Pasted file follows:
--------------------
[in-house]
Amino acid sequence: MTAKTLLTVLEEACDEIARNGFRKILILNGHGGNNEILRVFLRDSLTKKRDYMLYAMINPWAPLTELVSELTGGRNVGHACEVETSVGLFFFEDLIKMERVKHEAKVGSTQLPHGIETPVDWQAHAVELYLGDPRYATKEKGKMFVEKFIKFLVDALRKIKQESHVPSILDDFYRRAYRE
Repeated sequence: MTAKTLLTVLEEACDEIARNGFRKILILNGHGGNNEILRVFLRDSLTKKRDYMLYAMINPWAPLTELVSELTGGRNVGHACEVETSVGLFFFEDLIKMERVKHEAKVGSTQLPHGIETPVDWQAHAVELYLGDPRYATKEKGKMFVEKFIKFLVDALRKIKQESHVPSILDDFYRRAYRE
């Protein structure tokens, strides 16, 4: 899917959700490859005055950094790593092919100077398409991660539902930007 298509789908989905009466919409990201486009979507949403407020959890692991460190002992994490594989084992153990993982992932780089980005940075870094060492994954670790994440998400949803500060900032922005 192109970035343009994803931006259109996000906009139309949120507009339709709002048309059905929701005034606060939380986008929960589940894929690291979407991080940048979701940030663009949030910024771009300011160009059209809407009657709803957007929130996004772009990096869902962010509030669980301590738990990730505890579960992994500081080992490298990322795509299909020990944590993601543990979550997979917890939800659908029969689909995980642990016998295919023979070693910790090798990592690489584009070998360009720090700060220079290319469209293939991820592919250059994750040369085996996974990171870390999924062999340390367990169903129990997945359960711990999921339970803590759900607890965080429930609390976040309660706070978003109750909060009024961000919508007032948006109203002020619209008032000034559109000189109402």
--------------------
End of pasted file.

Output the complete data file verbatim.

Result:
[in-house]
Amino acid sequence: MTAKTLLTVLEEACDEIARNGFRKILILNGHGGNNEILRVFLRDSLTKKRDYMLYAMINPWAPLTELVSELTGGRNVGHACEVETSVGLFFFEDLIKMERVKHEAKVGSTQLPHGIETPVDWQAHAVELYLGDPRYATKEKGKMFVEKFIKFLVDALRKIKQESHVPSILDDFYRRAYRE
Repeated sequence: MTAKTLLTVLEEACDEIARNGFRKILILNGHGGNNEILRVFLRDSLTKKRDYMLYAMINPWAPLTELVSELTGGRNVGHACEVETSVGLFFFEDLIKMERVKHEAKVGSTQLPHGIETPVDWQAHAVELYLGDPRYATKEKGKMFVEKFIKFLVDALRKIKQESHVPSILDDFYRRAYRE
């Protein structure tokens, strides 16, 4: 899917959700490859005055950094790593092919100077398409991660539902930007 298509789908989905009466919409990201486009979507949403407020959890692991460190002992994490594989084992153990993982992932780089980005940075870094060492994954670790994440998400949803500060900032922005 192109970035343009994803931006259109996000906009139309949120507009339709709002048309059905929701005034606060939380986008929960589940894929690291979407991080940048979701940030663009949030910024771009300011160009059209809407009657709803957007929130996004772009990096869902962010509030669980301590738990990730505890579960992994500081080992490298990322795509299909020990944590993601543990979550997979917890939800659908029969689909995980642990016998295919023979070693910790090798990592690489584009070998360009720090700060220079290319469209293939991820592919250059994750040369085996996974990171870390999924062999340390367990169903129990997945359960711990999921339970803590759900607890965080429930609390976040309660706070978003109750909060009024961000919508007032948006109203002020619209008032000034559109000189109402």